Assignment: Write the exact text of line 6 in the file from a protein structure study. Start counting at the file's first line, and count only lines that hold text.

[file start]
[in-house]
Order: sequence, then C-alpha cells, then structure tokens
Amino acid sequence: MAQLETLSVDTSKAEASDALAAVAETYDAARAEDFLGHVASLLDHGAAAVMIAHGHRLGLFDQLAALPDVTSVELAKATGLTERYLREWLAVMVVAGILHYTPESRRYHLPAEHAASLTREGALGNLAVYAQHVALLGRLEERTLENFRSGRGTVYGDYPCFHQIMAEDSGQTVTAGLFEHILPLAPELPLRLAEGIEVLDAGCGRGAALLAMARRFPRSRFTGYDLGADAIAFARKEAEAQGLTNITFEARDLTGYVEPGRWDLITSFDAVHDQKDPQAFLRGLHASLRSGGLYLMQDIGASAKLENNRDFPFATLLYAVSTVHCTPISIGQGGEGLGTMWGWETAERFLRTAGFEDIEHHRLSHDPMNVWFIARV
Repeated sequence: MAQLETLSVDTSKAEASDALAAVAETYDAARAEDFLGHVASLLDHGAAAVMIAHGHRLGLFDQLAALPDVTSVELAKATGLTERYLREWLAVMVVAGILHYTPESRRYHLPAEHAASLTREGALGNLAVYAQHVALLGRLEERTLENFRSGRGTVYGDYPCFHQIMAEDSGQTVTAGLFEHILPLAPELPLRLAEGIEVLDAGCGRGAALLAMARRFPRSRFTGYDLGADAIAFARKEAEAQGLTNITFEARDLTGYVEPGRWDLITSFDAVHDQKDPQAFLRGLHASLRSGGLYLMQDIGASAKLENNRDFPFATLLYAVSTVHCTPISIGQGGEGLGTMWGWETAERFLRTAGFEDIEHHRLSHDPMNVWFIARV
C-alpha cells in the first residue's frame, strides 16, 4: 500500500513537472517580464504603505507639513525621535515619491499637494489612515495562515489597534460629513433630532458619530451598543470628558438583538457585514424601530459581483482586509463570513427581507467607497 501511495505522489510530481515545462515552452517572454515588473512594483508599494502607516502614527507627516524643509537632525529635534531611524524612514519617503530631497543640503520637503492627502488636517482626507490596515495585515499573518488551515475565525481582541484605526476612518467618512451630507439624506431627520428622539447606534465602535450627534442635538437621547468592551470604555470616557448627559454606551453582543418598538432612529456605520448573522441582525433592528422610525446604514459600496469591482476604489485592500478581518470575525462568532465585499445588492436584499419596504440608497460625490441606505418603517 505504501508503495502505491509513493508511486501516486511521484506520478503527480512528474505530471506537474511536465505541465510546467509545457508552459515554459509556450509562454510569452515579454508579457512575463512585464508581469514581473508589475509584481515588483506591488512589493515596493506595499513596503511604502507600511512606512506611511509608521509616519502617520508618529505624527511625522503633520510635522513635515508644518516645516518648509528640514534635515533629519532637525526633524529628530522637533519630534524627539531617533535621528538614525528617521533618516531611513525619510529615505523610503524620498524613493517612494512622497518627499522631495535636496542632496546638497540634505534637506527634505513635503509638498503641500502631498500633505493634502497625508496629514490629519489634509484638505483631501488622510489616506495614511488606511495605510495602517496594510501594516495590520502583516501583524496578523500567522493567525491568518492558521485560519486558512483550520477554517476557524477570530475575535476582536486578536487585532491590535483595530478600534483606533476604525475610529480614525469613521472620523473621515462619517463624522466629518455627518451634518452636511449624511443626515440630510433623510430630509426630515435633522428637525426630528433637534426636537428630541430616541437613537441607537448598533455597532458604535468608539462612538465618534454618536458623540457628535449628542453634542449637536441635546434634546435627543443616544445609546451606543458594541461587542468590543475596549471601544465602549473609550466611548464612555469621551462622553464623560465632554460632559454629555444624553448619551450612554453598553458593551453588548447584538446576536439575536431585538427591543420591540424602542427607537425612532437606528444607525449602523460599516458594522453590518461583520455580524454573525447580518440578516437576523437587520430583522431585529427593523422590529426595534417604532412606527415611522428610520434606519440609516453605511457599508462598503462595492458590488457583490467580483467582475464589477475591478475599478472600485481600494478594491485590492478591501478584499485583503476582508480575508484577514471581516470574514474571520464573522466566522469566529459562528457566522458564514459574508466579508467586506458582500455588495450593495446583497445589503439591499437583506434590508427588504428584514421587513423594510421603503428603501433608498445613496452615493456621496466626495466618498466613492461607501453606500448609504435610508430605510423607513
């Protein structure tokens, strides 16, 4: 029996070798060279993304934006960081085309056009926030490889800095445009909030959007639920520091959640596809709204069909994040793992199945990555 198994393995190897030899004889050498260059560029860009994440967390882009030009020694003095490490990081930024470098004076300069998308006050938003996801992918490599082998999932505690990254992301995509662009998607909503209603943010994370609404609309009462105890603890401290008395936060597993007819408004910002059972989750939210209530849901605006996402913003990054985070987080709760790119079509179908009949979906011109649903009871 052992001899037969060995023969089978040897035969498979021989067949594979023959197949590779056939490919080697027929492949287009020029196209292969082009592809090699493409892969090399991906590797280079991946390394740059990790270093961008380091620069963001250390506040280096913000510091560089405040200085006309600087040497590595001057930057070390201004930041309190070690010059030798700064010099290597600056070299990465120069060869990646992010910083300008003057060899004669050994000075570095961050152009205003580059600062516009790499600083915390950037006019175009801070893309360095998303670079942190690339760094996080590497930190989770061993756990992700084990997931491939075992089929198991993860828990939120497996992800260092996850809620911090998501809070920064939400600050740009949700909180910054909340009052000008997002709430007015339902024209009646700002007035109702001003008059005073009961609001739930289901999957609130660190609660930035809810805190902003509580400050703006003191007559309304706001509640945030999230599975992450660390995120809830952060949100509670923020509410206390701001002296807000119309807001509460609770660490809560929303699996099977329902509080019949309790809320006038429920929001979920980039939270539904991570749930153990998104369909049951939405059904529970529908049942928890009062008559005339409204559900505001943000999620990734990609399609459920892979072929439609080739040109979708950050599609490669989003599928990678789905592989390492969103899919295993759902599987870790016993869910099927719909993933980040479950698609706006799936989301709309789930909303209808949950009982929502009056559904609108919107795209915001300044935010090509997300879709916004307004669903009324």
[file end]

């Protein structure tokens, strides 16, 4: 029996070798060279993304934006960081085309056009926030490889800095445009909030959007639920520091959640596809709204069909994040793992199945990555 198994393995190897030899004889050498260059560029860009994440967390882009030009020694003095490490990081930024470098004076300069998308006050938003996801992918490599082998999932505690990254992301995509662009998607909503209603943010994370609404609309009462105890603890401290008395936060597993007819408004910002059972989750939210209530849901605006996402913003990054985070987080709760790119079509179908009949979906011109649903009871 052992001899037969060995023969089978040897035969498979021989067949594979023959197949590779056939490919080697027929492949287009020029196209292969082009592809090699493409892969090399991906590797280079991946390394740059990790270093961008380091620069963001250390506040280096913000510091560089405040200085006309600087040497590595001057930057070390201004930041309190070690010059030798700064010099290597600056070299990465120069060869990646992010910083300008003057060899004669050994000075570095961050152009205003580059600062516009790499600083915390950037006019175009801070893309360095998303670079942190690339760094996080590497930190989770061993756990992700084990997931491939075992089929198991993860828990939120497996992800260092996850809620911090998501809070920064939400600050740009949700909180910054909340009052000008997002709430007015339902024209009646700002007035109702001003008059005073009961609001739930289901999957609130660190609660930035809810805190902003509580400050703006003191007559309304706001509640945030999230599975992450660390995120809830952060949100509670923020509410206390701001002296807000119309807001509460609770660490809560929303699996099977329902509080019949309790809320006038429920929001979920980039939270539904991570749930153990998104369909049951939405059904529970529908049942928890009062008559005339409204559900505001943000999620990734990609399609459920892979072929439609080739040109979708950050599609490669989003599928990678789905592989390492969103899919295993759902599987870790016993869910099927719909993933980040479950698609706006799936989301709309789930909303209808949950009982929502009056559904609108919107795209915001300044935010090509997300879709916004307004669903009324």